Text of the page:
Let’s just say it’s getting harder not to paint Saudi Arabia’s Crown Prince Mohammed bin Salman as a James Bond villain — a man who allegedly enjoys eliminating his rivals in spectacular fashion.
If not for alert Canadian customs officers, things may have taken a deadly turn.
Court documents filed in Washington, D.C. this week, accuse the Crown Prince of sending a hit-squad to Canada in order to kill a former Saudi intelligence official, BBC News reported.
The failed plan to kill Saad al-Jabri was soon after the brutal sanctioned murder of journalist Jamal Khashoggi in Turkey, court documents allege.
Jabri, a veteran of the government of Saudi Arabia, fled into exile three years ago. He has been under private security protection in Toronto since, BBC reported.
The alleged plot failed after Canadian border agents became suspicious of the hit-squad as they attempted to enter the country at Toronto’s Pearson International Airport, court documents say.
Jabri, 61, was for years the key go-between for Britain’s MI6 and other Western spy agencies in Saudi Arabia, BBC reported.
The 106-page unproven complaint accuses the crown prince of attempting to murder Jabri in order to silence him.
Jabri says this is down to him possessing “damning information.” The document says this includes alleged corruption and overseeing a team of personal mercenaries labelled the “Tiger Squad.”
Members of the infamous Tiger Squad were believed to be involved in the brutal murder of dissident journalist Khashoggi, who was killed inside the Saudi consulate in Istanbul in 2018, it says.
“Few places hold more sensitive, humiliating and damning information about defendant bin Salman than the mind and memory of Dr Saad — except perhaps the recordings Dr Saad made in anticipation of his killing,” the document says.
“That is why defendant bin Salman wants him dead, and why defendant bin Salman has worked to achieve that objective over the last three years.”
After fleeing Saudi Arabia ahead of a purge by the all-powerful crown prince in 2017, Jabri fled to Canada via Turkey, BBC reported.
He alleges Mohammed bin Salman made repeated efforts to return him to Saudi Arabia, even sending private messages, including one that read: “We shall certainly reach you.”
Then, less than two weeks after the murder of Khashoggi, Jabri says the Tiger Squad travelled to Canada with the intention of killing him, BBC reported.
“Carrying two bags of forensic tools, and complete with forensic personnel experienced with the clean-up of crime scenes — including an instructor in the exact same criminal evidence department as the forensic specialist who dismembered Khashoggi with a bone saw — the Tiger Squad Defendants attempted to enter Canada covertly, traveling on tourist visas and seeking to avert the detection of Canadian border security by entering through separate kiosks,” the lawsuit alleges.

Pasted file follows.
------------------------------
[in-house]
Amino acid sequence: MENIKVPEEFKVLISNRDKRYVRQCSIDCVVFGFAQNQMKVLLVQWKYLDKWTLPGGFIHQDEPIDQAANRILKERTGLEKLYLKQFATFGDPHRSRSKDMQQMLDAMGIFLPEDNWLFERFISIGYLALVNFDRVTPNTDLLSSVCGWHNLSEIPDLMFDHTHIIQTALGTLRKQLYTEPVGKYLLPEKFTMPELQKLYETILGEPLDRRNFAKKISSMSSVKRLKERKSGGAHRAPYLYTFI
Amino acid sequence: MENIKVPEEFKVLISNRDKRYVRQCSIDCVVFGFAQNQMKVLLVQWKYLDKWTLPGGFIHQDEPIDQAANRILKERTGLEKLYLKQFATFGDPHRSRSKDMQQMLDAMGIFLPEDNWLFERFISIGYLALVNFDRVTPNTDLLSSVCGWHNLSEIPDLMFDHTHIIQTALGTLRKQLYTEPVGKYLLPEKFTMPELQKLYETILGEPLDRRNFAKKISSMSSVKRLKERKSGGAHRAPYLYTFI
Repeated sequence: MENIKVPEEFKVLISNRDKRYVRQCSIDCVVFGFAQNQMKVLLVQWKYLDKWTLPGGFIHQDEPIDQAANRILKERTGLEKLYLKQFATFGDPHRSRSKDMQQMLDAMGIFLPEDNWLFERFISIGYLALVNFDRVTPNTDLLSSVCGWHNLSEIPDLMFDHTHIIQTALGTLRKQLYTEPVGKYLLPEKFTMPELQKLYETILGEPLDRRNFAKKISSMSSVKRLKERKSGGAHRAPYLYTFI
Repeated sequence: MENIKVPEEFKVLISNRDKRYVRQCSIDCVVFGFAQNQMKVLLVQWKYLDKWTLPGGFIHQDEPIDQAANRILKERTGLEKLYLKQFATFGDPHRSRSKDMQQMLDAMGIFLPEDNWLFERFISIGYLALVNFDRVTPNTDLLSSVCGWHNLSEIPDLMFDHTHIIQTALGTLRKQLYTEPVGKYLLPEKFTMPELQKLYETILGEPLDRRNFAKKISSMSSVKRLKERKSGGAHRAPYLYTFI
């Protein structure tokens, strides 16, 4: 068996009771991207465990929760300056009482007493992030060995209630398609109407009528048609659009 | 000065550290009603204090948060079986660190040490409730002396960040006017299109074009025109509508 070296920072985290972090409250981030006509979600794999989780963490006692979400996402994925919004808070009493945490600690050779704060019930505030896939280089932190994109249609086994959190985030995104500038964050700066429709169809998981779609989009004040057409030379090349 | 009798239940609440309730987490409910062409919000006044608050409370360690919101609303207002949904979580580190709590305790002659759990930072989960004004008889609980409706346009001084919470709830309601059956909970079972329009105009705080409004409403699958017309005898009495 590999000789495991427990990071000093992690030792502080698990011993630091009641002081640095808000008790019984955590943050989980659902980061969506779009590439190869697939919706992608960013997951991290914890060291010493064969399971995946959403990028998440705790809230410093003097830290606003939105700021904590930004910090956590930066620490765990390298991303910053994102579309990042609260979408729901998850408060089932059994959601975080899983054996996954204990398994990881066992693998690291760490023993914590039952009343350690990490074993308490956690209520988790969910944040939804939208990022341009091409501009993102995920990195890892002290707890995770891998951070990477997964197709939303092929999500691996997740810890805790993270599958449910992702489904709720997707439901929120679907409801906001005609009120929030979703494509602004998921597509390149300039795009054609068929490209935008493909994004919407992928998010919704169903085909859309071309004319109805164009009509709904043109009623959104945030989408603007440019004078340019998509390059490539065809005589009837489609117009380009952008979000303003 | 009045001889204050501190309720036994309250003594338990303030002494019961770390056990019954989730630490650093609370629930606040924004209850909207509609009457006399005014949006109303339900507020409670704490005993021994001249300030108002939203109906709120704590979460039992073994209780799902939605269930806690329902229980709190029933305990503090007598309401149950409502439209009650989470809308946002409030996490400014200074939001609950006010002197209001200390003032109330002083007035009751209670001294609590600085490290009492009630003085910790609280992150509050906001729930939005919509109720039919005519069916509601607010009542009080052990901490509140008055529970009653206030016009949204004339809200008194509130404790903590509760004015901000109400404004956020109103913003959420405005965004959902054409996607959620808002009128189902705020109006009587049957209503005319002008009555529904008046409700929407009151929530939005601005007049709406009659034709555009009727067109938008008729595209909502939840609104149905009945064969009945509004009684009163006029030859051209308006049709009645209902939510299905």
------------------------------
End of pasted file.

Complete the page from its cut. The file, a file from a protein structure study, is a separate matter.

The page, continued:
However, Canadian border agents “quickly became suspicious” of the group and refused them entry after interviewing them, it says.
“Bin Salman in fact dispatched a hit squad to North America to kill Dr Saad,” the claim asserts.
Jabri is accusing the crown prince of attempted extrajudicial killing in violation of the US Torture Victim Protection Act and in breach of international law.
The Saudi government did not respond to a request for comment, BBC reported.
Canada’s Federal Minister of Public Safety Bill Blair said he couldn’t comment on the specific case but said the government was “aware of incidents in which foreign actors have attempted to monitor, intimidate or threaten Canadians and those living in Canada.
“It is completely unacceptable and we will never tolerate foreign actors threatening Canada’s national security or the safety of our citizens and residents. Canadians can be confident that our security agencies have the skills and resources necessary to detect, investigate and respond to such threats,” he said.
Several intelligence agencies, including the CIA, have concluded that MBS ordered Khashoggi’s killing — accusations that Riyadh has staunchly denied.
For years Jabri was the right-hand man to Prince Mohammed bin Nayef, who was widely credited with defeating the al-Qaeda insurgency. He was also the linchpin in all Saudi Arabia’s relations with the “Five Eyes” (US, UK, Canada, Australia, New Zealand) intelligence agencies, BBC reported.
A quiet-spoken man with a doctorate in artificial intelligence from Edinburgh University, Jabri rose to the rank of cabinet minister and held a major-general’s rank.
But in 2015 everything changed. King Abdullah died and his half-brother Salman ascended to the throne, appointing his young and untested son Mohammed bin Salman, widely known as MBS, as defence minister.
In 2017 Mohammed bin Salman carried out a bloodless palace coup with his father’s blessing. He effectively usurped the next in line to the throne, Prince Mohammed bin Nayef, becoming crown prince himself.